The Jews of Ukraine constitute the third largest Jewish community in Europe and the fifth largest in the world. Jews are mainly concentrated in Kyiv(110,000), Dnepropetrovsk (60,000), Kharkov (45,000), and Odessa (45,000). Jews also live in many of the smaller towns. Western Ukraine, however, has only a small remnant of its former Jewish population, with Lvivand Chernovtsy each having only about 6,000 Jews. The majority of Jews in present-day Ukraine are native Russian/Ukrainian speakers, and only some of the elderly speak Yiddish as their mother tongue (in 1926, 76.1% claimed Yiddish as their mother tongue). The average age is close to 45.
The idea of a distinct Ukrainian Jewry has been revived. In former times, Jews living in various parts of the territory of present-day Ukraine had identified themselves as Russian, Polish, Galician, Romanian, Bessarabian, Hungarian, or even Austrian Jews-and more recently, as Soviet Jews.
In the 19th century, Ukraine, as a part of the Pale of Settlement, was densely populated by Jews. Despite restrictions, Jews played a prominent role in the development of commerce and industry in the region, and especially in the growth of its major cities, such as Kyiv, Odessa, and Kharkov. Many of the most important Jewish thinkers of the modern age were born there.
Throughout this time, religious and Zionist activity was forced underground. The Soviet authorities established four Jewish autonomous districts in the southern part of the republic and in Crimea. These settlements lasted until World War II, when they were overrun by the Germans and their inhabitants murdered. More than half the Jews living in Ukraine were wiped out. The Jews of Ukraine account for a great proportion of the Soviet victims of the Holocaust, with the worst slaughter taking place at Babi Yar outside Kyiv.
Many Ukrainians played an active role in the murder and despoliation of their Jewish neighbors. After the war, returning Jews were often met with hostility, and the repression of Jewish cultural and spiritual life was especially severe in Soviet Ukraine. Moreover, Kyiv became a center for anti-Semitic publicistic activity.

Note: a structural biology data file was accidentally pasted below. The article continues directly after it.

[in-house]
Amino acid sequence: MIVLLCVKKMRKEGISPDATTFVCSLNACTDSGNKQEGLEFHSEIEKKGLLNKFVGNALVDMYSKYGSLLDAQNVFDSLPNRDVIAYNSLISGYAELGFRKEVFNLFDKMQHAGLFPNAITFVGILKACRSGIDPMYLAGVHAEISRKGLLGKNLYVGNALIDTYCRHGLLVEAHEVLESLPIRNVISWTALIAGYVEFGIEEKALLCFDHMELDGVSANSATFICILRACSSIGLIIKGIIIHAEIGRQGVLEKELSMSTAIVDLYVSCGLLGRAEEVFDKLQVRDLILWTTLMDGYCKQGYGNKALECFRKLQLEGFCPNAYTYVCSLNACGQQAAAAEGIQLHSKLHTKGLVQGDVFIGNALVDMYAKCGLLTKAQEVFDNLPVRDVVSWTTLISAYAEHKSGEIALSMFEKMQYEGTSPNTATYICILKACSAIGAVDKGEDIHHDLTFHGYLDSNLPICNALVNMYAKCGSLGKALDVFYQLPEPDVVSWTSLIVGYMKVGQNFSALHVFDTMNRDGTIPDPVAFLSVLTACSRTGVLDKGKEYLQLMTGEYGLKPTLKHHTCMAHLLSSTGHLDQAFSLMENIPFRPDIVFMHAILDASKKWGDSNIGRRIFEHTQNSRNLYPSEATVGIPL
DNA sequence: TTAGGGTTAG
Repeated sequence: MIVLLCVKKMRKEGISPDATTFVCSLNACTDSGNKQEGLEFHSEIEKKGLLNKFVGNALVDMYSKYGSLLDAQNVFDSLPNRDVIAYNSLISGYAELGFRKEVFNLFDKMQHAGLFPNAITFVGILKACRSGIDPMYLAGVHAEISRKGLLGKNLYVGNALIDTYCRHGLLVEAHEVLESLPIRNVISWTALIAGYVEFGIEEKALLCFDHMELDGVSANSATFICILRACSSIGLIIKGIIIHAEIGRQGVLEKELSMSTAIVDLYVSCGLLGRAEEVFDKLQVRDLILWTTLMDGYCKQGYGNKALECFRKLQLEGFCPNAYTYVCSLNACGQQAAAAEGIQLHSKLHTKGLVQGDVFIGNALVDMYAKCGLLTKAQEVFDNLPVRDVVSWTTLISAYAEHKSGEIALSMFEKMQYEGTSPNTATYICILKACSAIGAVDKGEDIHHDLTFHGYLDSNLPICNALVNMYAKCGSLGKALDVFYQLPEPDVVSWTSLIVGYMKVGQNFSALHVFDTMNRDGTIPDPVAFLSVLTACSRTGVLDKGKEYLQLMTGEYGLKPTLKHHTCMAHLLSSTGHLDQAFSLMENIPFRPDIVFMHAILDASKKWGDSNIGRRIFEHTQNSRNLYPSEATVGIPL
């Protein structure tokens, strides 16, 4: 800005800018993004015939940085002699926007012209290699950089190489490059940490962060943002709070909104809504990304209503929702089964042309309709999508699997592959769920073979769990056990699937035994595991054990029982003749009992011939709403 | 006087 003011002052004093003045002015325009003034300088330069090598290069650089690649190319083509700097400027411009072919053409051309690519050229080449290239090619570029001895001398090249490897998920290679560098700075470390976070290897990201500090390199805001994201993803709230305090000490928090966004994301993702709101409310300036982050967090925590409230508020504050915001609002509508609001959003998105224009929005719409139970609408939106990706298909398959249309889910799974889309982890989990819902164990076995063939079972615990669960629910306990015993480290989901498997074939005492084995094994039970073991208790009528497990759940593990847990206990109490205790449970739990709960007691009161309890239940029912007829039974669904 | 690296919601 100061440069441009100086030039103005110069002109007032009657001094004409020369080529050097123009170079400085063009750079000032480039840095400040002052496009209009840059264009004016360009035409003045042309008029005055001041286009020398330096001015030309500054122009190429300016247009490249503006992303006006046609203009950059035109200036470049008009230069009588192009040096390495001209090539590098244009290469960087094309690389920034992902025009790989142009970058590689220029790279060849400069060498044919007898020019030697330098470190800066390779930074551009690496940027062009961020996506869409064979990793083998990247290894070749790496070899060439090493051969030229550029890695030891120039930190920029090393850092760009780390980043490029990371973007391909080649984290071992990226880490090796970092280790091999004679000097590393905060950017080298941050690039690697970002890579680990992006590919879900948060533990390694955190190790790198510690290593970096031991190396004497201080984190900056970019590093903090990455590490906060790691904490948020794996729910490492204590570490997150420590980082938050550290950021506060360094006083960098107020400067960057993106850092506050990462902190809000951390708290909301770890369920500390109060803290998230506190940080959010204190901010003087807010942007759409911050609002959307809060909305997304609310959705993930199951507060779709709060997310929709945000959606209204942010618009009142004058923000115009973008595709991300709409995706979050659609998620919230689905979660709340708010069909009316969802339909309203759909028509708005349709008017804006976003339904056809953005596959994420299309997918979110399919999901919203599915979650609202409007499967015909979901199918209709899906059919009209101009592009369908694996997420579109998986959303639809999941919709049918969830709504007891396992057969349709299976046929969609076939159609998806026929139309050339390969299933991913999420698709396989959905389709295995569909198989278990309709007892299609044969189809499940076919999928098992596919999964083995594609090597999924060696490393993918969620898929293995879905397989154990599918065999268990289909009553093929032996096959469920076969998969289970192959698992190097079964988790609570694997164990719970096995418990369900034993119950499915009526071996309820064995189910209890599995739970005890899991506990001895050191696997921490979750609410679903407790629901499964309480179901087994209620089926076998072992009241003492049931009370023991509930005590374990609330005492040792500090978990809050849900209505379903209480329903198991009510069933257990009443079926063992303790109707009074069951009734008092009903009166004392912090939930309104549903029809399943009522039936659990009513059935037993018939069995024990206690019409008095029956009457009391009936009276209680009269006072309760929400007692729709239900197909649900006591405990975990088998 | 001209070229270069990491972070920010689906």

The collapse of Communism and the re-creation of an independent Ukraine set the stage for the revitalization of Jewish life. The Ukrainian government has been sensitive to the needs of Ukrainian Jewry. Still, the precarious economic situation has been a decisive factor in the aliya of Ukrainian Jews.
The leading umbrella organizations are the Association of Jewish Organizations and Communities of Ukraine and the Jewish Council of Ukraine. The community is made up of many different Jewish religious and cultural groups, including various Zionist organizations.
The Jewish population is in decline, largely due to emigration and to the aging process. The community, together with international Jewish welfare groups, is striving to alleviate the poverty of the many destitute Jews in the country, a large portion of whom are elderly. Among the community's priorities is securing the return of nationalized Jewish property.
The horrible slaughter at Babi Yar inspired the great Russian writer, Yevgeny Yevtushenko, to pen a powerful ode to the victims. It later became the theme of composer Dimitri Shostakovitch's 13th Symphony. In 1963 both the poet and the composer were denounced by the Soviet authorities.
Ukraine has about 75 Jewish schools in some 45 cities, among them some 10 day schools (in Chernovtsy, Dnepropetrovsk, Kharkov, Kyiv, Lviv, Odessa, Vinnitsa, and Zapozoshye) and 65 Sunday schools. Several newspapers and journals are published, including the Kiev-based Hadashot. There is also a weekly TV program called "Yahad" on state television.
Since the collapse of the Soviet Union, religious life has undergone a revival, and Jewish communities in many cities and towns have been reconstituted. Synagogues and mikvaot are now functioning in all cities and towns with a significant Jewish population. Religious leadership is provided by a number of foreign rabbis.
Ukraine and Israel have enjoyed full diplomatic relations since 1991. Aliya: Since 1989, 200,000 Ukrainian Jews have emigrated to Israel.
Among the sites which attract large numbers of Jewish visitors is Uman, the burial place of Rebbe Nachman of Bratslav, and Gadyach, the tomb of Rabbi Shneur Zalman, the Alter Rebbe-the founder of the Lubavitch Chassidic movement.
G.P.E.-S , Lesi Ukrainki 34
Tel. 7 044 295 6216, Fax. 7 044 294 9748
Association of Jewish Organizations and Communities of Ukraine
Kurskaya Str. 6, 252049 Kyiv
Tel. 7 044 276 3431, Fax. 7 044 271 7144
Jewish Council of Ukraine
Nimosnkaya St. 7 , 252103 Kyiv 103
Tel. 296 3961, Fax. 295 9604
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